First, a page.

Maybe we’ll get lucky and drive away
in something almost new.

Chelsea B. DesAutels is the author of A Dangerous Place (Sarabande Books), which was named a New York Times Editors’ Choice. She has received support from the Anderson Center at Tower View, Bread Loaf Writers’ Conference, Inprint, Tin House Workshop, and others. Chelsea lives with her family in Minneapolis.

Nicole Arocho Hernández

I kiss the mouth of my failure

and it tastes of citizenship and
apple picking. Sweet, harshly.
Its tendering tongue coos me into
sleep with a run-down song
about feathers, maybe, or was it
bourbon. I dream of running
in place, a treadmill made
of every American thought
ever traversed through me.
Which means, I run over
all of me. I wake up quietly,
as if alive for the last time.
My failure’s hands point
to the exit sign. I, carnage
and carnaged, crawl efficiently
to the door bruised into lips.

Debt past/oral

after Puerto Rico’s Act 60

O but look at the thunder
claiming every inch of our tree
its green burning so vivid
everyone comes out to stare
perplexed at how swiftly
it turns to ash, O but
look at that crown of light
blue then red, its smoke
ascending as if a miracle
O but look at the foreigners
in their smart flammable suits
grazing around the charring bark
as if hungry, frolicking in a circle
as if praying for no more rain
O but look at the worn porches
their families approaching as if
running, as if holding
buckets of water, as if
drought, as if rain
as if it wasn’t beautiful,
as if the wind wasn’t kissing
every roof, every backyard
with ardent, combusting, pro
creating bliss. O but look
at the empty houses
cornering us
bald in their defeat,
as if 100% triple tax exemption
did not leak as if spring
shower as if sweet blister
into our void mouths
as if high net worth individuals
did not thrust our homes
with their expensive tongues
O but look at their coming faces
as if a money tree
was hot on their trails
that ideal ominous of their lips
O but look at the glowing aftermath
of all these fervors
O but look at the promises
in the investors’ eyes
O but look at the morning
dressed in foreclosure, bright—

Nicole Arocho Hernández was born and raised in Puerto Rico. Her poems have been published in The Acentos Review, Electric Literature, Honey Literary, The Academy of American Poets, and elsewhere. Her chapbook, I Have No Ocean, was published by Sundress Publications. She earned her MFA at Arizona State University.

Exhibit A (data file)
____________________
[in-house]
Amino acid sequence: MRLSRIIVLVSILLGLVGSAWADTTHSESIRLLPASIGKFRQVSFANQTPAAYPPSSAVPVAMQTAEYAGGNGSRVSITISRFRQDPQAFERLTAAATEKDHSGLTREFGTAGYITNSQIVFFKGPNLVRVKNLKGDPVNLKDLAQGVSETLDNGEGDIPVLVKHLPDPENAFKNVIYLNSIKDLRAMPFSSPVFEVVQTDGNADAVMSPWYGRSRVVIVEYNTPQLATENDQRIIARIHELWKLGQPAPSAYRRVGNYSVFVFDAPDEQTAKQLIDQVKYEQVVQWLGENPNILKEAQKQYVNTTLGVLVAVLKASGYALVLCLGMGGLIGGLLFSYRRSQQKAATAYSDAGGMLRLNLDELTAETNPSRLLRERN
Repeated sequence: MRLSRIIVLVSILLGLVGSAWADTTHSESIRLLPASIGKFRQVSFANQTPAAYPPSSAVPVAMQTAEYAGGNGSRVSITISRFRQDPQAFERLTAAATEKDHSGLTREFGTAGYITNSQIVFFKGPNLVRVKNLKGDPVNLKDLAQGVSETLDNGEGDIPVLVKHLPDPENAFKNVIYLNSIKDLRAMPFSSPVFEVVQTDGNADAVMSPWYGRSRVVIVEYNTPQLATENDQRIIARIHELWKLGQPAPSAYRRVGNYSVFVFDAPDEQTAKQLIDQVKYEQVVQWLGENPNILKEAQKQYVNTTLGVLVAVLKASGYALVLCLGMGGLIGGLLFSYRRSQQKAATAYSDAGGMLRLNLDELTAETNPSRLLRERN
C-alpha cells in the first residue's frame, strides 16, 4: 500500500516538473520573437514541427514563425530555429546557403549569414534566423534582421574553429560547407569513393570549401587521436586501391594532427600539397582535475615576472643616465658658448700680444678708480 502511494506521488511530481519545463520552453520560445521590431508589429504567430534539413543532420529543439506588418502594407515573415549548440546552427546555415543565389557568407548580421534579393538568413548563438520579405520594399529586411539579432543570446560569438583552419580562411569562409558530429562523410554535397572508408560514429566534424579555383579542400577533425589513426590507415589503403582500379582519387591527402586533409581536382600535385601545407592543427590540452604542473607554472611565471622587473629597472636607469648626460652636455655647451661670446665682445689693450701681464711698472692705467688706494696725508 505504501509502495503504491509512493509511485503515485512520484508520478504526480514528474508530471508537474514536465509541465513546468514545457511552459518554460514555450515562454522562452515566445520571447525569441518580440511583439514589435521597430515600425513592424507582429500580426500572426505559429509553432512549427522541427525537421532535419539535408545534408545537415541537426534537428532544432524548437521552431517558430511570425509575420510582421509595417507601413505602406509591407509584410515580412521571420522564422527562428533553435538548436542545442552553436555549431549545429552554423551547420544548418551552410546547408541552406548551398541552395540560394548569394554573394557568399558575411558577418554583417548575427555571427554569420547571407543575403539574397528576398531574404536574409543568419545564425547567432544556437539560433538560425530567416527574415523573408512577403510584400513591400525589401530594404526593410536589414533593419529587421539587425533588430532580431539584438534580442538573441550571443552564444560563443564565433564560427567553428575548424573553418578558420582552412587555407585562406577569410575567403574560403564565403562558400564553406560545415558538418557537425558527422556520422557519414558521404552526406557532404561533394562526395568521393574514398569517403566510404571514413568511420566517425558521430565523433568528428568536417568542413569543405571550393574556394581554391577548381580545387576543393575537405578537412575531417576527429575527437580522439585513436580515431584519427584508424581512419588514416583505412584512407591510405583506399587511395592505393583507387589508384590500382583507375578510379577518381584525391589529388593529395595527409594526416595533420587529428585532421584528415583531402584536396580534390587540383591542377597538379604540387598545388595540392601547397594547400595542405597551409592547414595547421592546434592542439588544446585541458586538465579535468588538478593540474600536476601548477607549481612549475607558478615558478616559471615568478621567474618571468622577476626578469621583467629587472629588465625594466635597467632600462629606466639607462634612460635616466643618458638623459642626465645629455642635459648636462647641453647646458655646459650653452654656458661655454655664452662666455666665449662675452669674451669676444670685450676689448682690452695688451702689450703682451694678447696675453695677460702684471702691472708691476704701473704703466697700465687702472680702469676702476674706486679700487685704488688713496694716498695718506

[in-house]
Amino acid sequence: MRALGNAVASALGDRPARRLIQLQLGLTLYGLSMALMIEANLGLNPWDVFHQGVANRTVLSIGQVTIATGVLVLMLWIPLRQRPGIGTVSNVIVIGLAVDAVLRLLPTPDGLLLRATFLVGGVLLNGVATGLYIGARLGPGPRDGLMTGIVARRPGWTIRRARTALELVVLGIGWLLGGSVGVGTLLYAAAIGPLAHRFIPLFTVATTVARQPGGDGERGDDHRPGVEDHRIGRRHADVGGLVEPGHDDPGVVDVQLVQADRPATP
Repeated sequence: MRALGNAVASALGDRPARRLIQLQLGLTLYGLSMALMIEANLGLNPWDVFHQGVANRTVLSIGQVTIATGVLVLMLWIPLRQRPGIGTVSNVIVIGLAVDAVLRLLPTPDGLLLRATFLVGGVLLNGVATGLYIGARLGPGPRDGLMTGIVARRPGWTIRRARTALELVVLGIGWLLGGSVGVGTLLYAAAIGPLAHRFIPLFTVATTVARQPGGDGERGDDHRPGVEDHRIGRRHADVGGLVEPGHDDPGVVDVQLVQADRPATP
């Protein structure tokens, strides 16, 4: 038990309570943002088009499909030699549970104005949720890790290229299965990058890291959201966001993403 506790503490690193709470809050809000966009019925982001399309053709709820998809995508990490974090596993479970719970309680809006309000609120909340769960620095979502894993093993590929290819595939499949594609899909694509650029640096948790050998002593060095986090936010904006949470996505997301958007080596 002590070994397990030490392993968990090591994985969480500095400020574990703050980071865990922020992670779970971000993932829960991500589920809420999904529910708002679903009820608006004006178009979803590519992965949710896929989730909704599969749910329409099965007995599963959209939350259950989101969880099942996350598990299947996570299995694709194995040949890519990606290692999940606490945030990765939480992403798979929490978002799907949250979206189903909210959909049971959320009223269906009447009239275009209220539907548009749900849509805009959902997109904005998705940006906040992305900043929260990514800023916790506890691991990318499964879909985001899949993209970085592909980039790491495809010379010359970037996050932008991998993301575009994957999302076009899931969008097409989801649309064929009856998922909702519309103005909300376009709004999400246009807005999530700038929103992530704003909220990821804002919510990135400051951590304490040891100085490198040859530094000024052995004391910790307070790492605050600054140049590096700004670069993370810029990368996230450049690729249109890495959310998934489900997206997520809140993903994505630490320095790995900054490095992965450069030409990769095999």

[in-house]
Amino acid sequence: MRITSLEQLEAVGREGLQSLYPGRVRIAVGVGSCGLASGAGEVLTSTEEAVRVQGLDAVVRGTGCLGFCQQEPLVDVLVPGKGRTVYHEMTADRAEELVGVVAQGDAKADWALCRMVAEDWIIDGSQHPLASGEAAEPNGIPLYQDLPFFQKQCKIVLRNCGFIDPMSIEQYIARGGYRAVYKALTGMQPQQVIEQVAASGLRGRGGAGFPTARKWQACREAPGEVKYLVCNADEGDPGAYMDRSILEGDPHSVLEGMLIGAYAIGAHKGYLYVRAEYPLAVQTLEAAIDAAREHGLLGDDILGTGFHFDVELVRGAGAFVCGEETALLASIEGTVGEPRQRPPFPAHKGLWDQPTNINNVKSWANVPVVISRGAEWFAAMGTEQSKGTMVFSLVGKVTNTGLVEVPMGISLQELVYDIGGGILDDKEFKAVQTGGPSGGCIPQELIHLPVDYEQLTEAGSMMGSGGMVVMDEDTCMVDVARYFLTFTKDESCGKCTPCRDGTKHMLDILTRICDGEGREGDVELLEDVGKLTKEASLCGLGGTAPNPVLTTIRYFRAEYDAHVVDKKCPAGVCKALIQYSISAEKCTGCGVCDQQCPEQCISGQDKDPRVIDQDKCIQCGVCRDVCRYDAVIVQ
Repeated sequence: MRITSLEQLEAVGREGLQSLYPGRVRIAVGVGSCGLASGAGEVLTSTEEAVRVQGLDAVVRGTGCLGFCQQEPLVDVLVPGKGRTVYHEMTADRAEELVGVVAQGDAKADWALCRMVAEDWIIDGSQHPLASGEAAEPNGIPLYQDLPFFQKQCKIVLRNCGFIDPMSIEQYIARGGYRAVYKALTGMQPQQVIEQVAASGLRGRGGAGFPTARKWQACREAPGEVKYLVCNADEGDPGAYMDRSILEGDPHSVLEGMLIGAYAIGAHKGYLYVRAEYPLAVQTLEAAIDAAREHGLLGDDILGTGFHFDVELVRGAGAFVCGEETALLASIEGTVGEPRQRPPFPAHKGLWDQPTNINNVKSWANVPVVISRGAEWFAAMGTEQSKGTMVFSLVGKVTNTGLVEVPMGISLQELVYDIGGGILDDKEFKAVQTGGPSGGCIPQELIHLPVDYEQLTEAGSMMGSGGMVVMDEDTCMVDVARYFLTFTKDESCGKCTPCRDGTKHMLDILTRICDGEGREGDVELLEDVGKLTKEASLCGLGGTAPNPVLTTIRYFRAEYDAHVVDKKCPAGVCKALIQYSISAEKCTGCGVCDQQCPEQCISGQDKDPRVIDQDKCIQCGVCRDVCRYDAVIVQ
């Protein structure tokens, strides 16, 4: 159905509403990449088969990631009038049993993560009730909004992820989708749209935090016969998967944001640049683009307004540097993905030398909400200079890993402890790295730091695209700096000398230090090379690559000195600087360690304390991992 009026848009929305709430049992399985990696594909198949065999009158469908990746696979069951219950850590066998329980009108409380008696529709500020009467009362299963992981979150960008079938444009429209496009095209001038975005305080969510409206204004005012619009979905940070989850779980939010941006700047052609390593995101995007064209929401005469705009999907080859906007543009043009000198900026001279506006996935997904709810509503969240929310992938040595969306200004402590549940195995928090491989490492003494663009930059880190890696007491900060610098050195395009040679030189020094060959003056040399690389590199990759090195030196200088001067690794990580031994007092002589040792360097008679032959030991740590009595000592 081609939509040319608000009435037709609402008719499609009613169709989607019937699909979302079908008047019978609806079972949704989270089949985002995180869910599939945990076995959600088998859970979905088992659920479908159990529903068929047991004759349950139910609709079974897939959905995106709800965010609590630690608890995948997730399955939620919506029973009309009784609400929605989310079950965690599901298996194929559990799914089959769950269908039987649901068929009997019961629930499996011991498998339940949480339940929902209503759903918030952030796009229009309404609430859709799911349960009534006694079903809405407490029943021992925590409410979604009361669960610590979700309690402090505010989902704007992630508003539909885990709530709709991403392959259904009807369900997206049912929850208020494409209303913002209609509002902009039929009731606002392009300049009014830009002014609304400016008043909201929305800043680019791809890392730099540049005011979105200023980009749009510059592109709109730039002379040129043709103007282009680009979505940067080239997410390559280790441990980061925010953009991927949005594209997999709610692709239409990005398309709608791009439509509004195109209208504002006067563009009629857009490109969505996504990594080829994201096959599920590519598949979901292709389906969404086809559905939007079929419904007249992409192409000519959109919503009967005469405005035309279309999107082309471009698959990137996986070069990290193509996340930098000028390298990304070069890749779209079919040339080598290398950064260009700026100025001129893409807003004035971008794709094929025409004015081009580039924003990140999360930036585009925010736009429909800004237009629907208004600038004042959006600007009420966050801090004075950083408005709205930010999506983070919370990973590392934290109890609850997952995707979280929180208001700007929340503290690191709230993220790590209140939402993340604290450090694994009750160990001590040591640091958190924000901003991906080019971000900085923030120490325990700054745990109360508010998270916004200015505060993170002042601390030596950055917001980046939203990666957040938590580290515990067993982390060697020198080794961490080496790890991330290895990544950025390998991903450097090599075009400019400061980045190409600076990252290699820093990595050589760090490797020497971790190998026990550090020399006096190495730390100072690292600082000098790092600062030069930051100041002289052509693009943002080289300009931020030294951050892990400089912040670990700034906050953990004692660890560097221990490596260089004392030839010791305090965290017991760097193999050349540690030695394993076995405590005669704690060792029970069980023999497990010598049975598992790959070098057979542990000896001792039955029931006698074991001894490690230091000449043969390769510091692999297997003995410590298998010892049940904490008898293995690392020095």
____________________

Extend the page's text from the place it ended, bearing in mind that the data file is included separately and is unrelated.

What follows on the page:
Carlina Duan

English as a Second Language

after Maria Isabelle Carlos

anoint mouth in armor—articulate—bask in brash syntax—break in half—buff the words—B is for Balloon, Buoyant, Bildungsroman—brilliant, busy vocal shine—cite the mouths before you—colliding vowels—coining new ones—chiming vocal chords—to discordant dark—dress in that drizzle—entangle—enrage—enact!—hunger or hiccup—hurry or hustle—my itchy intuition—my immaculate I—they insist, insist—we were Just Joking—(armor)—we were Just Joking—armor—don’t kneel to that alphabet—knock it down—lumber through loosely (with caution)—loss is a low sound in the throat—Mary Had a Little Lamb—Mary Had Most of Her Manners—nursery rhymes—opaque—though original—ouch!—precious, the pulse or push of the tongue—as it strains to pick apart the pleasure of the old syllabic turn—quizzical, the curious shapes the new mouth attempts to draw—question after question—rotund and robust, rambunctious and round—stop—stop—treasure this time—before you’ve made or marooned another shoreline—before you’re tricked or tumbled or teased—unlearn what’s unnerving—what you have use for—what you voice or vindicate—water—waste—worry—xylophonic—yes—zest for sound—yes.


in the cool whip whirl of a day
when everything tastes of ash
& my body, sleep-deprived, lugs
itself through another day’s crescent
moon or purple shadow or gone
stranger’s smoky joint, then I see
the peppercorn, the mint in plastic
cups, the kumquat tree with its ripe golden
buds like jeweled droplets hung heavy
on branches. everywhere, tree branches
sway & move & grow from the root.
everywhere, another emergent green
frond or blade of grass. all around
me, bloom & curb, chiming
on: You live you live. then I see
passersby kissing each other on
the cheeks. a firetruck running
& running its glinting red light. a woman
stuffing dog treats into a rolling basket.
perhaps someday I will grow old of winding
everything into the poem’s sticky reel. but
today I do not make concessions. inside of me,
the world turns and turns. I eat.

Carlina Duan is the author of the poetry collections I Wore My Blackest Hair (Little A, 2017), and Alien Miss (Univ. of Wisconsin Press, 2021). Her recent poems can be found in POETRY, Narrative Magazine, The Kenyon Review, and other places. Carlina is the Poetry Editor of Michigan Quarterly Review. Among many things, she loves river walks, snail mail, and being a sister.